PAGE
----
Dog House Times

Dog and Dog House Information – All Day, All Night.

Can A Yorkie Be A Service Dog? Read This First!

Can a Yokrie be a service dog like this little Yorkie looking up thoughtfully at it's handler? Find out at

So, you want to know, “Can a Yorkie be a service dog?”? Well, I can tell you that as a previous Yorkie owner (may Kiki the wonder Yorkie rest in peace), Yorkies are lovely little dogs that could indeed serve as service dogs for those who need a caring friend. They are full of energy, playful, intuitive, and hypoallergenic. Many people have also been parading their Yorkies in designer handbags as a fashion statement. Apart from the Yorkie being a fashion accessory dressed in sparkles and bling, could a Yorkie be trained to fulfill a more noble deed, such as becoming a service dog?

Yorkies can be service dogs; they are brilliant and can train to be of service in many different situations. It can range from assisting the elderly to being an emotional companion for people who suffer from mental illnesses such as depression and anxiety.

Can A Yorkie Be A Service Dog? What Do Experts Say?

Can a Yorkie be a service dog? Sure, why not?

It is easy to agree with the Americans With Disability Act (ADA) that all dog breeds can become service dogs, as dogs, in general, are known to be very loyal animals. We will discuss how a Yorkie can be of service to people, why they make good service dogs, and see why a Yorkie is proof that dynamite comes in small packages.

What Are The Traits That Make A Yorkie A Good Service Dog?

There are many outstanding traits of a Yorkie that make them ideally suited to be a service dog, such as the following:

  • Intelligence 

Yorkies are brilliant dogs. They are ranked 34th most intelligent out of 138 other breeds. Training them is easy; they can remember a command after as little as the 5th repetition. They can even train in problem-solving.

  • Intuitive 

Yorkies can feel or sense the emotional state of their owners, as they are very intuitive dogs. They are often used as emotional companions because they will purposefully try to comfort their owners if they are distressed or anxious. They do this by nudging, moaning at, or licking their owner.

  • Hypoallergenic  

A Yorkie’s coat is more like hair than fur, making them hypoallergenic. It makes them ideal companions for older people who live in smaller apartments or condos. So even if they have friends and family who have allergies to dog dander, they won’t be affected by a Yorkie’s coat. That is why Yorkies are often great companions for the elderly.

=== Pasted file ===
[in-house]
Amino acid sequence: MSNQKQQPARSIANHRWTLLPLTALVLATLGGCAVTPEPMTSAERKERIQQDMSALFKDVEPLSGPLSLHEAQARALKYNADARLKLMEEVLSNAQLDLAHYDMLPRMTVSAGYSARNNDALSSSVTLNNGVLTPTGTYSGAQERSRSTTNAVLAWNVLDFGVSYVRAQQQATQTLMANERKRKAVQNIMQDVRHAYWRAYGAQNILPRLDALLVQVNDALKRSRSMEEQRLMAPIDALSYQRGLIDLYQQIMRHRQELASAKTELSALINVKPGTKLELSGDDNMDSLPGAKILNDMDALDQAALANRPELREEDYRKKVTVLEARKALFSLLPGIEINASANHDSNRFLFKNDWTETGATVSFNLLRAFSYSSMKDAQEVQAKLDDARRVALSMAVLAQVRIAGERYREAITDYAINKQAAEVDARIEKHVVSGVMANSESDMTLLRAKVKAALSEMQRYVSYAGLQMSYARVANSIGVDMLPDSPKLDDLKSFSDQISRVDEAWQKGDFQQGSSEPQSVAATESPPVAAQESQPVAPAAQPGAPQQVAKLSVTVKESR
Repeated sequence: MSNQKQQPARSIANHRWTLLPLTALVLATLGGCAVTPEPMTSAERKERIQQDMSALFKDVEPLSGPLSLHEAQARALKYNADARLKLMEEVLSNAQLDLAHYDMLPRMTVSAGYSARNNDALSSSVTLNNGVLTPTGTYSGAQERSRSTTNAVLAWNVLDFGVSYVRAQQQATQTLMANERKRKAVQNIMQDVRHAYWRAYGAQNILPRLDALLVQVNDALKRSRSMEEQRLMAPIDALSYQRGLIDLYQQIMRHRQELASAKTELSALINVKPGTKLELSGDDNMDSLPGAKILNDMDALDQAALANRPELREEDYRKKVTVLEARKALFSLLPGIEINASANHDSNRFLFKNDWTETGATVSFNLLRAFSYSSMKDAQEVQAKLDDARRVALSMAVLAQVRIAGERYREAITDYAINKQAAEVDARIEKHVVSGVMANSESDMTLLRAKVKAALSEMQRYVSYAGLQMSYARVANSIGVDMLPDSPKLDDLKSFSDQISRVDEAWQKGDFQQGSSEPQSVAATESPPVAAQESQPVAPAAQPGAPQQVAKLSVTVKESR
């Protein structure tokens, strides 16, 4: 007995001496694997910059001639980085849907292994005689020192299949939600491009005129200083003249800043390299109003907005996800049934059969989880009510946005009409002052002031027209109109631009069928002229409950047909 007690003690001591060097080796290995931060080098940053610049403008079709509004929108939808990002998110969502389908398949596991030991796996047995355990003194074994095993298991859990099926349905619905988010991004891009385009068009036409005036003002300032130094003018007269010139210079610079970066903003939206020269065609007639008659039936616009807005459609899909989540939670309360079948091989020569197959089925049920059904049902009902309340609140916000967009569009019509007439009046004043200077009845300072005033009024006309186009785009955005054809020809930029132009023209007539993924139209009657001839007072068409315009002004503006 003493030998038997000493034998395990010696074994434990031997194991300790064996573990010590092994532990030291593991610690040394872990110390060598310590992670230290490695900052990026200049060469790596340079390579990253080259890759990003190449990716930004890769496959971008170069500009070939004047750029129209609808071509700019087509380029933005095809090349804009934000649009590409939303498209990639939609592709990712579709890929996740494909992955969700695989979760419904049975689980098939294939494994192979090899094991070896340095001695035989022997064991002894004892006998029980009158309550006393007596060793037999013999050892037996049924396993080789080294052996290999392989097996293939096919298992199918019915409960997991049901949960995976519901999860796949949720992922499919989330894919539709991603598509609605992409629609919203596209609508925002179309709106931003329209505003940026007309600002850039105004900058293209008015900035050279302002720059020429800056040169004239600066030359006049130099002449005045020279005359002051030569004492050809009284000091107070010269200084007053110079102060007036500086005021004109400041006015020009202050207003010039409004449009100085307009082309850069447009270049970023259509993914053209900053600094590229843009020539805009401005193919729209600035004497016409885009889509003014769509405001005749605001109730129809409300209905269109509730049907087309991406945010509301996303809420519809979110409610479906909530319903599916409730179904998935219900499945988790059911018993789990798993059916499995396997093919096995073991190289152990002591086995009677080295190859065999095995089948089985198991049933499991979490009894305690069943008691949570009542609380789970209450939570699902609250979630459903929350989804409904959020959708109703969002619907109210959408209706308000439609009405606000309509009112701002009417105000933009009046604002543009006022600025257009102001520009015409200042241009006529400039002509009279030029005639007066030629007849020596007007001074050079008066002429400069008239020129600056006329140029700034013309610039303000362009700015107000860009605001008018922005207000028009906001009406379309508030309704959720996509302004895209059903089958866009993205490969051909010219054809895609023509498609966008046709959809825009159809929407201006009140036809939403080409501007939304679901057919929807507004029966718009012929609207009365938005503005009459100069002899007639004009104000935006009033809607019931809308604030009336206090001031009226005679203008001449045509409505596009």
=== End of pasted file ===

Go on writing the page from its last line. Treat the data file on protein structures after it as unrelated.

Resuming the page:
• Playful & Inquisitive 

Because a Yorkie is so lively and curious, they are excellent at assisting the elderly to stay active. They need to be fed, entertained, and stimulated, making it essential for their owner to interact and exercise with them.

  • Alert

Yorkies are highly alert. They make excellent watchdogs because they are easily alarmed by foreign sounds and figures. They will start barking when they sense something is not quite right, alerting their owner, or the neighbors, to investigate what the problem might be. 

  • Dedicated & Protective 

Yorkies are very loyal and dedicated to their owner. If someone comes too close to their owner, their temperamental side will snap at the person or animal who approaches.

  • Medically Alert

A Yorkie can sense or detect epileptic seizures, and they can even pick up if there is a change in the glucose levels of their owner, who is suffering from diabetes.

  • Compassionate & Affectionate 

They can detect physical ailments but also sense when their owner is anxious or depressed. Yorkies are the perfect size for a lap dog, and when they feel that their owner is not in a good emotional state, they will climb onto their owner’s lap for comfort.

What Services Can A Yorkie Be Trained To Do?

A Yorkie is jumping over a trick jump. Yorkies are surprisingly fast, agile and intelligent.

Assisting The Elderly 

Yorkies can be trained to assist the elderly in many ways, including:

  • Fetching small objects such as tv remotes and medicine.
  • The opening and closing of cabinets or drawers.